If you are receiving 1099 income, you count as an income earner that must pay taxes to the City of Los Angeles and obtain a Business Tax Registration Certificate. If you fail to register with the City of Los Angeles, you could be targeted under the City’s “Tax Discovery Program” and accused of owing thousands of dollars in back taxes that you may not actually owe.

Frequent Changes in Address

One of the big problem that arises with individuals in the LA entertainment industry has to do with annual or other frequent changes of address. Many times, tax forms and other tax assessments often do not reach the individual because of a change in address, as Tax Discovery notices or other tax obligations can be generated the year after the tax year in which the taxes were purportedly due. These issues can also occur if a PO Box is allowed to lapse. The post office does not stop delivering mail to a PO Box simply because the owner has changed. You must be sure to fill out the change-of-address forms with your local post office to ensure that you are always receiving all mail. Because of the way the Office of Finance’s regulations are set, if you miss the deadline to file for an exemption or contest the taxes that are being estimated against you, those assessments will become final, and you will be responsible for all the penalties and interest that accrue, even if you’re not ultimately responsible for the taxes.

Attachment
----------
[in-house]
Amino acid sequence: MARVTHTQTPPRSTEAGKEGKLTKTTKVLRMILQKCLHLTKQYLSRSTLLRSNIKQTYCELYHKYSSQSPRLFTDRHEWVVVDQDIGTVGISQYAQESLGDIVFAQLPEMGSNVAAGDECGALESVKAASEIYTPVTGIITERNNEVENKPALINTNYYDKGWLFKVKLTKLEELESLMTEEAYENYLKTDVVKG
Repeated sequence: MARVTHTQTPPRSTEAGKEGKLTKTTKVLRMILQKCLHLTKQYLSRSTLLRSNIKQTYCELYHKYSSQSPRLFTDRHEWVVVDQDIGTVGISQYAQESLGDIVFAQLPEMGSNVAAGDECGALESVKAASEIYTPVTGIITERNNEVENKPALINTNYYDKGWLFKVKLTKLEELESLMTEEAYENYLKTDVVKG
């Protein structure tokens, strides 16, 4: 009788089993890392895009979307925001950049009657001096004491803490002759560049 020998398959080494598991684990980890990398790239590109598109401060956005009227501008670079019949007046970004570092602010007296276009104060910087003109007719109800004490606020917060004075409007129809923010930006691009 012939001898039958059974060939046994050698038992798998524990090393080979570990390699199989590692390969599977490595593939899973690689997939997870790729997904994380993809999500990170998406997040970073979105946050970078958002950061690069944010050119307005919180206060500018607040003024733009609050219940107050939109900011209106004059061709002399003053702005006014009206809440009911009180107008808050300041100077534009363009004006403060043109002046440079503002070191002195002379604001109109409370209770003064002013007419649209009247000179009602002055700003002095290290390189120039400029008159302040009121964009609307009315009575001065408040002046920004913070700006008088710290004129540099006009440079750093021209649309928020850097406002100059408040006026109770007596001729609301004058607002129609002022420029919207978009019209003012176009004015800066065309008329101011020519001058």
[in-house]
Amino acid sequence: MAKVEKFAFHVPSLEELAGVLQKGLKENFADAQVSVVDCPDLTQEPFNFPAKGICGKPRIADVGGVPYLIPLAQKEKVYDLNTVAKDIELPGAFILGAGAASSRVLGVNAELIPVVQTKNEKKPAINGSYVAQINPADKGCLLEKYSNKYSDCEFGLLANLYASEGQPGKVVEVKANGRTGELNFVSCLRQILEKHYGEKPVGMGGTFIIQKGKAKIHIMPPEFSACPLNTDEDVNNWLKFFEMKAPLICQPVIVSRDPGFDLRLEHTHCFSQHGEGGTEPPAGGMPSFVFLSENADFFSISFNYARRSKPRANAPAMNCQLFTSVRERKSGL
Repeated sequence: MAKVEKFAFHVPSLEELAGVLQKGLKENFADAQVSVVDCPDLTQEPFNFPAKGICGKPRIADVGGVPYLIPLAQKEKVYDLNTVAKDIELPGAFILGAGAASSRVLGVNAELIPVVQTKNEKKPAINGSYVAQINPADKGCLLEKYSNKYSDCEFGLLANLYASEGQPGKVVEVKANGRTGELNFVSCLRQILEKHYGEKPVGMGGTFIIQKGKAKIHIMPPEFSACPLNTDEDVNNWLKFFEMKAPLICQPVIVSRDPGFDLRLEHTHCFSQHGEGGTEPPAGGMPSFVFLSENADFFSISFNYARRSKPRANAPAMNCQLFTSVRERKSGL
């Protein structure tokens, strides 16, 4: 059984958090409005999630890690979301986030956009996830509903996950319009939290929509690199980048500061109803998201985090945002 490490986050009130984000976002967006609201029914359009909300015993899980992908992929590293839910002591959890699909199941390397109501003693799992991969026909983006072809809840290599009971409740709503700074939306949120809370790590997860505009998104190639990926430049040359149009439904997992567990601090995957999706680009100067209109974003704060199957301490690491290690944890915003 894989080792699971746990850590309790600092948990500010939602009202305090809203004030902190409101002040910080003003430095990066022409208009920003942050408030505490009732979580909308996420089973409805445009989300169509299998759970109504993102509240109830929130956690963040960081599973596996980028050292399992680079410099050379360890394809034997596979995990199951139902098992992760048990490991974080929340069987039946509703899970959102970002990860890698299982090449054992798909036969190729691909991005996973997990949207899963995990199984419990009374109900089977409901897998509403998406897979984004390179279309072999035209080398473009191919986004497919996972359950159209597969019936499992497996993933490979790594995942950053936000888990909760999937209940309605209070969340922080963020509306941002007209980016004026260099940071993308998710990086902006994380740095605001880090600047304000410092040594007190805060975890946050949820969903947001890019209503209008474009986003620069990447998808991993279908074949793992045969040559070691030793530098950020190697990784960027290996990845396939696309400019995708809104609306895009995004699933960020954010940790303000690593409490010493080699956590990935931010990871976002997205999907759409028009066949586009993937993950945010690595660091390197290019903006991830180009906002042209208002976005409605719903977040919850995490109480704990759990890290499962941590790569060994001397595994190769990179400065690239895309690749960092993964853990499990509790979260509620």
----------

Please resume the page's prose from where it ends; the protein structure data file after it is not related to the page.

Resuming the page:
Common Activities and Exemptions